The Guardian August 14, 2002


Protests mount: Sydney Harbour public lands sale

by Peter Mac

Thousands of people are expected to attend a rally on Sunday August 18 at 
Sydney's Rozelle Hospital, concerning the proposed sale or long-term lease 
of vast areas of magnificent government-owned land around Sydney Harbour's 
foreshores.

Plans for the sale or lease of other sites include former defence lands at 
North Head, Middle Head and Georges Heights, which have now been 
transferred to a special trust, prior to full acquisition by the State 
Government.

Sydney has one of the most beautiful harbours in the world, and a number of 
spectacular government-owned foreshore sites have remained relatively 
undeveloped. The State Government argues that sale or lease of large parts 
of these sites would fund their restoration and adaptation to other 
purposes.

However, the reality is that the cost of adapting them could easily be 
funded by government. Their partial sale or lease would result in 
considerable reductions in area and availability for public use. And, of 
course, it would provide a huge source of profit for developers.

The Rozelle Hospital site consists of some 50 hectares on the water's edge, 
some two kilometres west of the Sydney Harbour Bridge. Its central 19th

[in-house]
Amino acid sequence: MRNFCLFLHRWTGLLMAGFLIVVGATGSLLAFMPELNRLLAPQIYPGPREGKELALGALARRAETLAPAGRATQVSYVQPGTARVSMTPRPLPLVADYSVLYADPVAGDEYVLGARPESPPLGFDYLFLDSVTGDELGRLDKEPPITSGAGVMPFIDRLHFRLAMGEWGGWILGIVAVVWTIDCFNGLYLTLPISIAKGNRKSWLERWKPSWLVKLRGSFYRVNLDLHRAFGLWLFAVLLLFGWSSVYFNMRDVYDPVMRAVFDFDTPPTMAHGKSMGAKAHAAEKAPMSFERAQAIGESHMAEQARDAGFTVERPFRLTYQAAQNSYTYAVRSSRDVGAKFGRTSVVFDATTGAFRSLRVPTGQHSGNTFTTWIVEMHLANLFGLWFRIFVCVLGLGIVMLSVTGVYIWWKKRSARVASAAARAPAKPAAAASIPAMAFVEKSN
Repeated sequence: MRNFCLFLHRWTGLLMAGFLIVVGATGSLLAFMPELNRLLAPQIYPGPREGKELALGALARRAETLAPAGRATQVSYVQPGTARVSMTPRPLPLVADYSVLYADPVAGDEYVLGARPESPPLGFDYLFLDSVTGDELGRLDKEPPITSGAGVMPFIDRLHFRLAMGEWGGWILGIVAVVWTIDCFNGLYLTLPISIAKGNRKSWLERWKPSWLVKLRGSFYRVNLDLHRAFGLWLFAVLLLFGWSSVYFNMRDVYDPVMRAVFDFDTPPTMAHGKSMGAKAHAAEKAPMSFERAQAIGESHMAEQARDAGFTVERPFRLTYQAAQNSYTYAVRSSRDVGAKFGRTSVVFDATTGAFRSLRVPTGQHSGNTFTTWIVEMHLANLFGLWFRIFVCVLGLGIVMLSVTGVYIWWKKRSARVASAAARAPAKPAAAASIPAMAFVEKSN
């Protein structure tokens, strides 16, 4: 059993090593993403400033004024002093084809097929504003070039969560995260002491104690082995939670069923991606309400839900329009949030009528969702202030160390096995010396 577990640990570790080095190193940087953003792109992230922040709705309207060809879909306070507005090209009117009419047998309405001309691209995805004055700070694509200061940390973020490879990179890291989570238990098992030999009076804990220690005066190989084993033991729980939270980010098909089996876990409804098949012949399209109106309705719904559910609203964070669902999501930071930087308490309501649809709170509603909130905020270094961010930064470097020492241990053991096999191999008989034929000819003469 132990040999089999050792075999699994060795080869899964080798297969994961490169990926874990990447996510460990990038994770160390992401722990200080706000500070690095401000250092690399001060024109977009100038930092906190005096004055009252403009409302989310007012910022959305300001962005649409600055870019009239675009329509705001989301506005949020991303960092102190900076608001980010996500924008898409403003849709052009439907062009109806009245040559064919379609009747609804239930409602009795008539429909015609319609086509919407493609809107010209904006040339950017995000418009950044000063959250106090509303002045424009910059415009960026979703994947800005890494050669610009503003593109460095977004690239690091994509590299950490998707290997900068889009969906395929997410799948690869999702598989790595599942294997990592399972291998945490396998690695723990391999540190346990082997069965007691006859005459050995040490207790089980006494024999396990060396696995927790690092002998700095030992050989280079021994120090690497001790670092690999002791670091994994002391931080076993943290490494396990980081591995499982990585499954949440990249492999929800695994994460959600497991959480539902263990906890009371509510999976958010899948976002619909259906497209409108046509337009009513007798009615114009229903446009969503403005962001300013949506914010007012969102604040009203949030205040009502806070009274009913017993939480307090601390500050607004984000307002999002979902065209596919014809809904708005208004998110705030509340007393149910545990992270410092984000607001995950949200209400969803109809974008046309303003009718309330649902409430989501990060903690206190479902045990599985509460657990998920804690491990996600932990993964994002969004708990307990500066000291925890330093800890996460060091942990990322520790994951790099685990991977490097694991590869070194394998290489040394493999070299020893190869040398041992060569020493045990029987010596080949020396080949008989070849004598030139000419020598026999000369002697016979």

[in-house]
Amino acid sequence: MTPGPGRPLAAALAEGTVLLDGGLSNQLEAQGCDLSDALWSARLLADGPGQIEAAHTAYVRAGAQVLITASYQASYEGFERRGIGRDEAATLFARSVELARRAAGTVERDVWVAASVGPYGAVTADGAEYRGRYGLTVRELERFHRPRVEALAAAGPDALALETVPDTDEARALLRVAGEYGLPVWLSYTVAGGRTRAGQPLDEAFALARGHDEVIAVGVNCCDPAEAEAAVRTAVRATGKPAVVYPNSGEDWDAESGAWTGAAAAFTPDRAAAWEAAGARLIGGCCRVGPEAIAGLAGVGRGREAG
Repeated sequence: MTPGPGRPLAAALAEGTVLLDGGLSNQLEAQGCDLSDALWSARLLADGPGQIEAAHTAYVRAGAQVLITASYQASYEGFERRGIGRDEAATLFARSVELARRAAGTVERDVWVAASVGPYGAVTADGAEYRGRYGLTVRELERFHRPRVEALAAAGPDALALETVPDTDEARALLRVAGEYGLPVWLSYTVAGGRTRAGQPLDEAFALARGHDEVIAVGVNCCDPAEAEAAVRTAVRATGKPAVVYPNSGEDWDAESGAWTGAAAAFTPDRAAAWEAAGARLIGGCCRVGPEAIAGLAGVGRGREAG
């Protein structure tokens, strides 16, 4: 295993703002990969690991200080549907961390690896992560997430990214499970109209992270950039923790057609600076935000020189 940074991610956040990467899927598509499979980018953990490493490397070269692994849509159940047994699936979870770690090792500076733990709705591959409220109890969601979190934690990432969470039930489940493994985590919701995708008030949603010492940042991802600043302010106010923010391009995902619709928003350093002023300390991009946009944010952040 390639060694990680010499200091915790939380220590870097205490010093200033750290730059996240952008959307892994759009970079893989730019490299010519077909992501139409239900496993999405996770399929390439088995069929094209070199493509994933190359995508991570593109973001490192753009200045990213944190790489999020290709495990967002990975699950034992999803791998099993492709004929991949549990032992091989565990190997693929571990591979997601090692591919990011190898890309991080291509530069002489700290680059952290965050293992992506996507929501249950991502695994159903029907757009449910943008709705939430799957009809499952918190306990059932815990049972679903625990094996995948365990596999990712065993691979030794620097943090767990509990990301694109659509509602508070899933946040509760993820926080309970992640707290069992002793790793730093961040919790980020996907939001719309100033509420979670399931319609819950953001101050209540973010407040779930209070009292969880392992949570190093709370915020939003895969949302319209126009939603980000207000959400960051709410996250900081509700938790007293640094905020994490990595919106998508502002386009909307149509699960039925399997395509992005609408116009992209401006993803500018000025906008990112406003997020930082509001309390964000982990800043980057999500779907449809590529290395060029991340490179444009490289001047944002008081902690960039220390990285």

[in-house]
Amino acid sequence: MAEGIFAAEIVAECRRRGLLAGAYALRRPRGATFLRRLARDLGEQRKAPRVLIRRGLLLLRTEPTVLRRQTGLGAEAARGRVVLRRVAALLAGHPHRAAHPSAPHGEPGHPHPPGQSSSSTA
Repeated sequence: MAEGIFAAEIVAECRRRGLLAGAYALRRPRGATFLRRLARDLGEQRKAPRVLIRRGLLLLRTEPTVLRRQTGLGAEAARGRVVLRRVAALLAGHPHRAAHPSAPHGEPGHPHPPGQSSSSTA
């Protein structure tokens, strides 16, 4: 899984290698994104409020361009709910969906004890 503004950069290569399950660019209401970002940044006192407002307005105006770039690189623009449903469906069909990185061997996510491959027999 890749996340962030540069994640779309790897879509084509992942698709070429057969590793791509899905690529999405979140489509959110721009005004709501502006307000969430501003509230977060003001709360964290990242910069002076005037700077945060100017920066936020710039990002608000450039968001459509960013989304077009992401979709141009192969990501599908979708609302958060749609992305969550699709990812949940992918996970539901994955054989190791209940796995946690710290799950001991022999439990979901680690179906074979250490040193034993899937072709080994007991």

century complex of grand sandstone buildings was built to house mentally 
disturbed patients, whose recovery was intended to be assisted by its 
idyllic park-like surroundings.

However, after 1983 most of the inmates were released into the community, 
with the official justification of reducing their stigmatisation, and 
helping them to reintegrate into the community by transferring them to 
friendly "group houses", with low-level support, in the suburbs.

In fact, most eventually found their way into private boarding houses 
(where their government pensions are, in many cases, ruthlessly exploited) 
or onto the streets.

There is now a disproportionately high representation of former mental 
patients among NSW jail inmates. Many argue that this was the result of a 
quite deliberate policy of cutting the costs of care of the mentally ill 
and removing them from accommodation in extremely valuable real estate.

The remaining patients were relegated to somewhat shabby wards on the 
periphery of the Rozelle site, and the Kirkbride building complex 
transferred to the Sydney College of the Arts.

Rather than simply upgrading the patients' accommodation, the Government 
now proposes to move them to Concord Hospital, to demolish some of the 
Rozelle buildings and to sell off the land on which they now stand, in 
order to fund construction of the new buildings for the mental patients at 
Concord.

The Government proposes to convert the remaining Rozelle site to a park 
"three times the size of (Sydney's) Hyde Park".

However, most of the publicly accessible area of the site, including much 
of the area earmarked for sale, is already in the form of a park and is 
used as such by local residents and other Sydneysiders. The new scheme will 
in effect actually comprise an effective reduction in park area.

Moreover, Sydney's Hyde Park comprises a tiny fraction of the area of its 
namesake in London, and every square metre of the Rozelle site is needed if 
it is to realise its potential as one of the nation's truly great urban